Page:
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Michigan Republicans sue over Gov. Whitmer fundraising loophole

Gretchen Whitmer
Gov. Gretchen Whitmer will veto voter ID requirements approved by the Michigan Legislature. (Bridge file photo)

Oct. 25: Whitmer blows past donor limits, raises more than 9 GOP candidates combined
Oct. 15: Michigan Gov. Whitmer may have to return or donate millions in contributions

The Michigan Republican Party and its chair, Ron Weiser, have filed a lawsuit over Gov. Gretchen Whitmer’s use of a campaign finance law loophole to shatter fundraising records.

Whitmer, a first-term Democrat up for re-election in 2022, took advantage of a 1984 ruling that waives individual donor limits of $7,150 for candidates seeking active recalls.


Although no recall efforts have made it far, Whitmer collected more than 154 donations of more than $7,150 en route to raising a record $8.6 million from Jan. 1 to July 20. Two donors, attorney Mark Bernstein and Illinois Gov. J. B. Pritzker, gave more than $250,000 apiece.

Gustavo Portela, communications director of the Michigan GOP, contended in a news release Tuesday that Whitmer continues to use the loophole because “it’s no secret that she thinks she’s above the law.”


“Our lawsuit will ensure that her crony, (fellow Democrat) Secretary of State Jocelyn Benson, applies campaign finance rules fairly to all candidates running for governor,” Portela said. 

The complaint, filed in the U.S. District Court for the Western District of Michigan against Benson, challenges $3.4 million of funds raised by Whitmer. The suit wants a judge to end the loophole on the grounds that it violates the 1st and 14th Amendments because the other gubernatorial candidates are not allowed to accept more than the state limits.

Whitmer’s camp argues the individual limits can be exceeded because of an opinion by former Secretary of State Richard Austin, a Democrat who ruled contribution caps shouldn’t apply to candidates who are targets of recalls if they use the money to fight those efforts.

Austin made the ruling by reasoning that recall committees don’t have to follow contribution limits, so targets of the efforts shouldn’t have to either.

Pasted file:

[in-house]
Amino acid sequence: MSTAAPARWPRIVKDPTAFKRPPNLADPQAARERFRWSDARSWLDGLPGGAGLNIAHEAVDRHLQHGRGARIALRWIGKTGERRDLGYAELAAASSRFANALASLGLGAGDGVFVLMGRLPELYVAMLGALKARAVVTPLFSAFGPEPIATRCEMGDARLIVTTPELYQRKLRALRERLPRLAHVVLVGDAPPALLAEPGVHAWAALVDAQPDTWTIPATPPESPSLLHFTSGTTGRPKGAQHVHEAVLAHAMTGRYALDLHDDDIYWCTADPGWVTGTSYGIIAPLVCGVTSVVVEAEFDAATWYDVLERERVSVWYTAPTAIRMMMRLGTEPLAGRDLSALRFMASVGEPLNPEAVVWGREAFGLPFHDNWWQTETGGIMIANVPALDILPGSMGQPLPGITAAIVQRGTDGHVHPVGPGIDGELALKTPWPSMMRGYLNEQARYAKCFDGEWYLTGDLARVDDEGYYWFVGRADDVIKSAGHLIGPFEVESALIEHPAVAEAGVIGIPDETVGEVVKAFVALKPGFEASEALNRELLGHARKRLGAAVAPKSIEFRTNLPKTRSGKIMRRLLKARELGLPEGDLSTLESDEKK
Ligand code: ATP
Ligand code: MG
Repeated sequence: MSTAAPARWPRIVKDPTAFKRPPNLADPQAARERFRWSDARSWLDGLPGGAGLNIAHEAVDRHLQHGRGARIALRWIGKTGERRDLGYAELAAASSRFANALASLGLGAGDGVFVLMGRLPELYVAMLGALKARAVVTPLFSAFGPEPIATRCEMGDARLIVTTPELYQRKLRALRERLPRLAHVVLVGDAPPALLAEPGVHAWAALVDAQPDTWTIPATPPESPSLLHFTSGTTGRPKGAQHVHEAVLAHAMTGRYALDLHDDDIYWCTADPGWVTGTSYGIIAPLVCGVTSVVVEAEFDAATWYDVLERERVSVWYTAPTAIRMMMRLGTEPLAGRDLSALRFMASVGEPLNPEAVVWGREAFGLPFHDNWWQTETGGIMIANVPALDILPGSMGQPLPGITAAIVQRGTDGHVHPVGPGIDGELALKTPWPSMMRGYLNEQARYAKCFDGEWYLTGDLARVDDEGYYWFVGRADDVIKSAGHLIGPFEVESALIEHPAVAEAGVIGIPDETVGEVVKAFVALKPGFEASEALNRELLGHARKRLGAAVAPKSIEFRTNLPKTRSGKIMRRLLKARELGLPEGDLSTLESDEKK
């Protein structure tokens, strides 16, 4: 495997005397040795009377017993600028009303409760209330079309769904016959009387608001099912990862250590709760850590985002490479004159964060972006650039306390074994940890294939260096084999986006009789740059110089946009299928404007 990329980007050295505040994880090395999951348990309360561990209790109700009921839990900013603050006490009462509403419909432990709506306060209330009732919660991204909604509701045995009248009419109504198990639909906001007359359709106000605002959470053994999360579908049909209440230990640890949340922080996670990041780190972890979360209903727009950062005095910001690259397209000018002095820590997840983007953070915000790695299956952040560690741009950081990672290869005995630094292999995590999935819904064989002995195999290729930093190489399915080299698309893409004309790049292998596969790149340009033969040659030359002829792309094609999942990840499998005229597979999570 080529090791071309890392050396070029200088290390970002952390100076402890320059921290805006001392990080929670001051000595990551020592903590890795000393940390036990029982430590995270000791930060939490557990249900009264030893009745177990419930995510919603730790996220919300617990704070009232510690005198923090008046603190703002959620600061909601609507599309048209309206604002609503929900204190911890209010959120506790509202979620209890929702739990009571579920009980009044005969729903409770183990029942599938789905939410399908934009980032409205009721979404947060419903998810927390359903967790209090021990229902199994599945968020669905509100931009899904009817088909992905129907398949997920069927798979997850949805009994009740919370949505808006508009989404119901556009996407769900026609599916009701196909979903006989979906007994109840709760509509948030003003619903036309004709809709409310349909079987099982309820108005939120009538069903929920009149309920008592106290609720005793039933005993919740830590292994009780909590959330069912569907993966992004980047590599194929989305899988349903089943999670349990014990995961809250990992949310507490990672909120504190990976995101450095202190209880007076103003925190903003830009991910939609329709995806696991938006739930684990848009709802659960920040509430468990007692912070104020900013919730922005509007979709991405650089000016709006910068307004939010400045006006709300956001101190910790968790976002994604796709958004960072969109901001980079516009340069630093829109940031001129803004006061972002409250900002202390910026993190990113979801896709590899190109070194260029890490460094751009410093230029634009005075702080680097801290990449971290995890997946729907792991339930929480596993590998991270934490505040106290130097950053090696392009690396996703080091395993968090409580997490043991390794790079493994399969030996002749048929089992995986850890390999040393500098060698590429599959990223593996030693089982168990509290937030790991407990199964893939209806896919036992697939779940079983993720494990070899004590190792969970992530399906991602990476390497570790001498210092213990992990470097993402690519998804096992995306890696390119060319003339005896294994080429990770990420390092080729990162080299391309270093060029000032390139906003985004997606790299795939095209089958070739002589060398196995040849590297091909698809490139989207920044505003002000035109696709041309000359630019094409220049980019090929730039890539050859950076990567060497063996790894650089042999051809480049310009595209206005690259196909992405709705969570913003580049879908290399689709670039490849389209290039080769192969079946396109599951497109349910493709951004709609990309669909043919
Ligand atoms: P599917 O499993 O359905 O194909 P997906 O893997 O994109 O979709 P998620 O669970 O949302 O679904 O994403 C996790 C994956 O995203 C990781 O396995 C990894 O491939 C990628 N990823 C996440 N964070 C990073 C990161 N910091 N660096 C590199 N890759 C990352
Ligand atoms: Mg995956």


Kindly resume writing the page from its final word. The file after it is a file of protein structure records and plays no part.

The exception had not been challenged in court, however, and no governor since the early 1990s has accepted donations above the limits even though all faced a recall petition.

Mark Fisk, a spokesperson for Whitmer’s campaign, told Bridge Michigan  Tuesday the lawsuit was “totally baseless, ludicrous and frivolous.”

“These are (the) same political operatives who used sleazy payoffs to push candidates out of running for office and funneled millions into dark money slush funds to promote voter suppression efforts and attacks on public health experts,” Fisk said.

His statement referred to Weiser's use of Michigan GOP funds in a deal that pushed a 2018 Republican candidate for Secretary of State out of the contest. He paid a $200,000 fine over the payment.


“You should never throw stones in glass houses, but Ron Weiser just hurled a huge boulder through his, shattering his credibility and proving the Michigan Republican Party’s hypocrisy knows no bounds,” Fisk said.

This is not the first complaint filed against the governor for using the loophole.

In July, the conservative group Michigan Freedom Fund filed a complaint with the Bureau of Elections. The group claimed it was “absurd for anyone to believe that any of the proponents of these recall petitions against Gov. Whitmer were actively seeking a recall election.”

None of the dozens of recall attempts against Whitmer have been approved, or made it far because of factual errors in the petitions, or lack of signatures.

Tracy Wimmer, a spokesperson for Benson, declined to comment citing the pending litigation.

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